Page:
Why You Should Use Store Profiling Technology To Drive Sales
According to a study titled “Promotion Commotion” by the CMO Council’s Marketing Supply Chain Institute, up to 50% of retail marketing consumables are deemed as waste. Wow! “Marketing is investing billions in the production of point-of-purchase displays, sales collateral, brochures and in-store materials. There is little regard for the actual targets, locations and resources required to turn these displays into demand creation assets,” noted the CMO Council.
Just How Important Are P.O.P. Materials At Driving Sales At The Store Level?
Multiple studies in the last few years have revealed that an all-time high of 76% to 90% of purchasing decisions happen in-store (depending on which retail segment). A study conducted by POPAI (now Shop!) found that nearly 1 in 6 brand purchases are made when a display with that brand is present in store. It’s resounding evidence that POP/POS materials remain a critical component in product marketing and driving sales.
In the Promotion Commotion Study, the front line, store-level respondents believe that the collection of critical data is necessary for the delivery of promotional marketing materials specific to each store location stating that “This customization and optimization of the Marketing Supply Chain would maximize the potential for impact while also eliminating waste and over-spending.”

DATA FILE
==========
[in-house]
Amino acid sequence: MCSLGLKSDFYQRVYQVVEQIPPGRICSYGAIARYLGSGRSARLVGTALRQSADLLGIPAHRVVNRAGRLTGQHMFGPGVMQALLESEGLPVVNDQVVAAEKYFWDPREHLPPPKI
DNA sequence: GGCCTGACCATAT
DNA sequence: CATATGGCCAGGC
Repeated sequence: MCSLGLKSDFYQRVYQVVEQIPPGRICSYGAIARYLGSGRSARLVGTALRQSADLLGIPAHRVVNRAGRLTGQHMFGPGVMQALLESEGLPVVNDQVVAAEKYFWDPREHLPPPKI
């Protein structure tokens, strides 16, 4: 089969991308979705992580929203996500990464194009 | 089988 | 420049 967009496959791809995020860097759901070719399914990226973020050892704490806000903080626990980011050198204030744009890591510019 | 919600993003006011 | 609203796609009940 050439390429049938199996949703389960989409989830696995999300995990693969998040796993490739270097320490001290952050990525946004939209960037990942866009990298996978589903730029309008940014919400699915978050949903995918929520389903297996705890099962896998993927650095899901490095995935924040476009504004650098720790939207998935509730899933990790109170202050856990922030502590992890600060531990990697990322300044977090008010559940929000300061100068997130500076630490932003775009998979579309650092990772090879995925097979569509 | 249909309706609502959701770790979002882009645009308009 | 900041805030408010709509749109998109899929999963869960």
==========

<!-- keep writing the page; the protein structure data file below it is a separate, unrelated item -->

Individualized, targeted marketing efforts only work if the Right Message arrives at the Right Place at the Right Time.
The Benefits Of Leveraging Store Profiling Technology
Only about 50% of retailers and consumer brands surveyed are leveraging some form of technology to input location-based, store profiling intelligence and specific marketing fulfillment needs. They have indicated the benefits of these platforms allow them to:
■ Reduce in-store obsolescence and waste by getting the right number of items (30%)
■ Plan and manage inventory – notify store or field assets on new material arrivals, allowing them to plan accordingly (23%)
■ Localize and personalize materials to best reach the location’s target market (19%)
■ Get the right number of items required to properly cover floor space (14%)
■ Physical characteristics of the store (square footage, a stand-alone store, a mall location, a drive thru, number of windows, etc.)
■ Products and/or services offered (brand offerings, menu options)
■ Demographics of surrounding community (pricing strategy, messaging and imagery that reflects targeted population)
■ Local regulations (exterior signage ordinances)
See the graph from the CMO study regarding the store profile information that should be considered: